There’s nothing like giving the gift of something to someone special in your life. Whether it’s a stack of cash you give your son to help him with a college education, that car Grandpa bought Junior for his high school graduation or something else, there’s no denying the satisfaction of knowing you’ve made someone’s day by giving them an item or service they’ll value for years to come.
But when it comes to the financial aspects of gifting, there are a few things you need to know. One of those is how much gift tax you may be liable to pay.
How Much Gift Tax Can I Avoid?
The good news is that most Americans won’t need to worry about paying any gift taxes because of two key exemptions: the annual exclusion and the lifetime exclusion. These amounts are based on your age and marital status, so it’s important to consult with an experienced financial professional before making any major gifts.
1. The $15,000 annual exclusion
When it comes to gifting, the best way to avoid having to pay gift tax is to stay within the $15,000 annual exclusion. If you aren’t married, you can also split your gift tax exclusion with your spouse, so you can each gift $15,000 per year to as many recipients as you like without triggering any additional taxes or penalties.
2. If you’re a single taxpayer, you can only give away $25,000 in 2022 and $175,000 in 2023 tax-free.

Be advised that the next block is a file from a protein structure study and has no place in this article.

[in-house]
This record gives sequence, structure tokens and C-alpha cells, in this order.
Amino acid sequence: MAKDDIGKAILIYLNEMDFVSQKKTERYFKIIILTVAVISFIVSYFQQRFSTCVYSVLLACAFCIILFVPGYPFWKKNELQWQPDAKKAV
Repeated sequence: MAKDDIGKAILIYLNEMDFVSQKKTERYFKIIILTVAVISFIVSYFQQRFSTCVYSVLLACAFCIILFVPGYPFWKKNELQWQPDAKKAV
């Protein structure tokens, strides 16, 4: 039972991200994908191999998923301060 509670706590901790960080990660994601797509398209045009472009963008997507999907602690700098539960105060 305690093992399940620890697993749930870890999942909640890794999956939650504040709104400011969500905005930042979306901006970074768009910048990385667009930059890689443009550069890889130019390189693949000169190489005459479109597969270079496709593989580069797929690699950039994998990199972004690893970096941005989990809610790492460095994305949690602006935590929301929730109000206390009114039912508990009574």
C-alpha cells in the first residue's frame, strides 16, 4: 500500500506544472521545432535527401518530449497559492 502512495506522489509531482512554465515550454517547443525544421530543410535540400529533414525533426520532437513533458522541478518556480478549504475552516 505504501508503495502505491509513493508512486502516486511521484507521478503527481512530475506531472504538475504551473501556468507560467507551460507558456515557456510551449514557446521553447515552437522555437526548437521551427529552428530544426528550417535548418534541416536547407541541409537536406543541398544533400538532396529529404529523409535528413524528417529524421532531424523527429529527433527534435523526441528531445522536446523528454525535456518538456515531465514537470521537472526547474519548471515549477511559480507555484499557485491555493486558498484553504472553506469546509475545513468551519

3. If you’re married, you can both gift up to $32,000 in 2022 and $204,000 in 2023 tax-free.
4. If you’re a single taxpayer, the maximum amount you can give to a family member is $175,000 in 2023 and $164,000 in 2022.
5. If you’re married, you can both give up to $32,000 in 2022 and $204,000 every year tax-free.
6. If you’re a single taxpayer, there are many ways to reduce your gift tax liability.
7. If you’re a single taxpayer, a trust is an ideal way to minimize your gift tax liability.
8. If you’re a single taxpayer, charitable contributions are another effective way to lower your gift tax liability.
9. If you’re a single taxpayer, gifting appreciated assets is an excellent way to keep your gift tax liability to a minimum.
10. If you’re a single taxpayer, gifts to tax-exempt organizations are an excellent way to avoid gift tax on taxable transfers.
11. If you’re a single taxpayer, it’s essential to file a gift tax return if you have more than the annual and lifetime exclusions in place.
12. If you’re a single taxpayer, this is a complicated topic and you should hire a qualified financial advisor to prepare your gift tax return for you.
13. If you’re a single taxpayer, your gift tax return should be filed no later than April 15 of the following year.
A reputable, trusted local tax Endorsed Local Provider (ELP) can answer any questions you have about your gift tax situation and make sure you don’t owe any extra taxes. They’ll take the time to get to know you and your personal financial situation so they can help you eliminate any uncertainty when it comes to your taxes!